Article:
What has Cambodia’s PM Hun Sen promised voters?
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What has Cambodia’s PM Hun Sen promised voters?

WITH only days left until the Cambodian public head for the polling stations, the ruling Cambodia People’s Party (CPP) under Prime Minister Hun Sen looks tipped for an easy win as he is gainfully devoid of an effective opposition bloc.

But while victory is within arm’s reach for Hun Sen this July 29, the government has nevertheless prepared an election mandate for the Southeast Asian nation’s 15 million voters.

With that in mind, Asian Correspondent has prepared a short list of main election pledges by the Hun Sen government as he seeks another term in office.

1. Prolonged peace and security

To ensure the prosperous development of the kingdom, Hun Sen has promised to maintain peace along the country’s borders. During an event to mark the Preah Vihear temple’s Unesco World heritage listing, according to the Khmer Times.

Hun Sen said in recent history, the country has seen improvement in development and cooperation, a turn from conflicts that have plagued some areas like the temple, which is situated along the Cambodian and Thai border, and which has seen clashes between armies from both sides.

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“I have already mentioned this before – to turn all former battlefields into market sites and developed areas,” Hun Sen said.

“Now the Cambodian people can see that areas once used to fight are now developing across the country.”

The temple, which sits on top of a 525-meter cliff in the Dangrek Mountains, has been a flashpoint for the armed clashes, but in 2013 the International Court of Justice ruled that Cambodia had the right to claim the whole territory.

2. Education boost

The government is trying to entice young voters by increasing resources for the weak education system. As concerns over low-paying jobs mount, the government is hiking education spending to US$850 million this year. When implemented, the education budget would make up for a record quarter of the government’s overall spending.

“I want every district to have a high school, every commune a junior school and every village a primary school,” Hun Sen said during a recent speech.

According to Channel News Asia, a third of the country’s 15 million population is aged under 30 and this is why Hun Sen has is carefully targeting his appeal at the age group. This is why the leader is often seen giving speeches at graduation ceremonies, promising jobs and opportunity to thousands of young people nervous about their futures in a country reliant on low-skilled labour.


Women work on the production line at Complete Honour Footwear Industrial, a footwear factory owned by a Taiwan company, in Kampong Speu, Cambodia, July 5, 2018. Source: Reuters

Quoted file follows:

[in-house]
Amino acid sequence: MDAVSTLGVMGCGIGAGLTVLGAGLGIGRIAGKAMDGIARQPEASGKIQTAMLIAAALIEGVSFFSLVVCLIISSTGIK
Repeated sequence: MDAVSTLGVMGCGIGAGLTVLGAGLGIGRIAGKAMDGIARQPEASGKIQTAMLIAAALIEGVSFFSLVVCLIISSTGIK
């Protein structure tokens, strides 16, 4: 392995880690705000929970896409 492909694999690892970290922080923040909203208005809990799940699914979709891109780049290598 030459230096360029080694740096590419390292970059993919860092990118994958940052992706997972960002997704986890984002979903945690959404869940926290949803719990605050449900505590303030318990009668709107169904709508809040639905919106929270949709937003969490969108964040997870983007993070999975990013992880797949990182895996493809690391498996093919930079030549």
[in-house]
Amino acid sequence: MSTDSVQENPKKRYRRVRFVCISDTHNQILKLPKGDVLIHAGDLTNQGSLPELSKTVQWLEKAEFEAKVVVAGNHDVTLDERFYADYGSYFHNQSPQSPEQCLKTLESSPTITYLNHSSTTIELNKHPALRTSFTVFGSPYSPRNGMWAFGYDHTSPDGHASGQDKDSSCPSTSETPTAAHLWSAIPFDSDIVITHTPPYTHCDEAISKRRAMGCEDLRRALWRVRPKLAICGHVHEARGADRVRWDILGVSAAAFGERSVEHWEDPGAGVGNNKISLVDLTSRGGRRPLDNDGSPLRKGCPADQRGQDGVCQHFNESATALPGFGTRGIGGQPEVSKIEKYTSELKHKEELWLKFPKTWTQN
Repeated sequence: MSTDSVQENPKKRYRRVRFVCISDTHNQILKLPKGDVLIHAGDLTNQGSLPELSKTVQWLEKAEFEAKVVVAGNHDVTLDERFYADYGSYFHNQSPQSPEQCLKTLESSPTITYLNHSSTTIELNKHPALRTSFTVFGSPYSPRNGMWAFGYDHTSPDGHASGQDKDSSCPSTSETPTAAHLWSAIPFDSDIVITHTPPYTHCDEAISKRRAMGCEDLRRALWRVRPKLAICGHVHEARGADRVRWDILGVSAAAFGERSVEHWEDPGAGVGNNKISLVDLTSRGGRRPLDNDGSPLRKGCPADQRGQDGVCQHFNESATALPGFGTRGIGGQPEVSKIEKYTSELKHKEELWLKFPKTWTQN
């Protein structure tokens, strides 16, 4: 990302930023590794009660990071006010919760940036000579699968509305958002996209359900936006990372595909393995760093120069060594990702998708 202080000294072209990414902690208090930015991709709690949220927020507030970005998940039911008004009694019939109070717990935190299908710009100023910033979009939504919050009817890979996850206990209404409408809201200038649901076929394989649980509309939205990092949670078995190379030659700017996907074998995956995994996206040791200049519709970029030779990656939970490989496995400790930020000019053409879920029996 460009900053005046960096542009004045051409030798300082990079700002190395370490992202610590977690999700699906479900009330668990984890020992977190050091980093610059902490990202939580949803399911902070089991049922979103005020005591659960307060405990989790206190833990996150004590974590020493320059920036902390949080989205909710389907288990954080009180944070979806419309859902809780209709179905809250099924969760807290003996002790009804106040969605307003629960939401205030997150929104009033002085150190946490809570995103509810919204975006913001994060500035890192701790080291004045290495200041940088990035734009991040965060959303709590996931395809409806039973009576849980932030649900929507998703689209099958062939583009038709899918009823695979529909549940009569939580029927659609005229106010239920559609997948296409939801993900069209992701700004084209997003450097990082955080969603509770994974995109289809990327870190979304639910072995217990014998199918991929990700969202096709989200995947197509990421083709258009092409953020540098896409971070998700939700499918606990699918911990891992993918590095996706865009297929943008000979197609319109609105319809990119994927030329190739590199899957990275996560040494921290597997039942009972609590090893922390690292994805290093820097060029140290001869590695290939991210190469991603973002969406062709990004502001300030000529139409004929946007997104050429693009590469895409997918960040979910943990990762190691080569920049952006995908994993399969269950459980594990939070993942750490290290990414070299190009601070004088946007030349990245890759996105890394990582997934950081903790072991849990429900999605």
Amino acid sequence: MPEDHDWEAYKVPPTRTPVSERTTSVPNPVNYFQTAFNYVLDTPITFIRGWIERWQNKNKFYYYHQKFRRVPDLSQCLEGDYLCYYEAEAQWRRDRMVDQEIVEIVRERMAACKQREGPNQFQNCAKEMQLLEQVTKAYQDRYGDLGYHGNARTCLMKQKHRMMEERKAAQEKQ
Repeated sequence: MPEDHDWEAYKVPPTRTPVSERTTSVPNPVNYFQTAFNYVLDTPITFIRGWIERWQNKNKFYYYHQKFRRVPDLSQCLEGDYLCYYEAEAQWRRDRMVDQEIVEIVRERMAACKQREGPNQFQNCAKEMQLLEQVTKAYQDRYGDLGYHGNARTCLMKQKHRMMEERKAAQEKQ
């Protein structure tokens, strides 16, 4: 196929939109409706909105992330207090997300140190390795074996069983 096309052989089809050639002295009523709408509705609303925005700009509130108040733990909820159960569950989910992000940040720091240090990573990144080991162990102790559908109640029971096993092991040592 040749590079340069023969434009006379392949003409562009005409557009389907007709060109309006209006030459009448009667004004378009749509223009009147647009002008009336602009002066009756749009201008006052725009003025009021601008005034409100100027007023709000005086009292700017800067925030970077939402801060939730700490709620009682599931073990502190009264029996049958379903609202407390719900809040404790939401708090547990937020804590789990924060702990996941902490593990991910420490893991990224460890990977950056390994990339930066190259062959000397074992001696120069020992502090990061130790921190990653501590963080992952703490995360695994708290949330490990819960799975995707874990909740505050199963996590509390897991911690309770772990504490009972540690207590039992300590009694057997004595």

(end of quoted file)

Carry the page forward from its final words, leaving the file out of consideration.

3. Employee support and higher wages

In terms of employee welfare, Hun Sen’s government want to provide financial help for female garment workers who gave birth, promising up to KHR744,000 (US$186) in cash, apart from free hospital care for workers in both the formal and informal sectors.

“Some people have said that my ‘populist’ policies are only brought out at election time, and after the election, they will be not implemented,” Hun Sun said recently, as quoted by the Phnom Penh Post.

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“Policies such as the KHR400,000 [US$100] financial help for female garment workers who give birth and the free medical treatment for all workers. These policies were only outlined in the election period and after the election, they would not be implemented, some people say.”

Other than funds for poor pregnant women and children, the CPP has promised a three-phase programme, a work insurance program for civil servants, and new tax incentives for farmers.

4. Electricity bills

Much of the Cambodian population have grouses over the prices of electricity bills. And in pushing for a high voter turnout in the elections, Hun Sen is betting on the populist approach by promising to lower the rates.

The country’s source of power is monopolised by state-owned company Electricite du Cambodge and with charges of up to US$0.75 per kilowatt hour, Cambodia’s supply is one of the highest in the world. A report in Channel News Asia said the charge was nearly five times the price in Singapore.

The sector has also faced a barrage of criticisms for being overpriced and inefficient, while many parts of the country are lagging behind in terms of power infrastructure. However, Hun Sen has also vowed to provide power for the entire country by 2020.

When the new rates kick in, households were expected to save up to 40 percent from the current bill, but this would cost the government some US$40 million annually.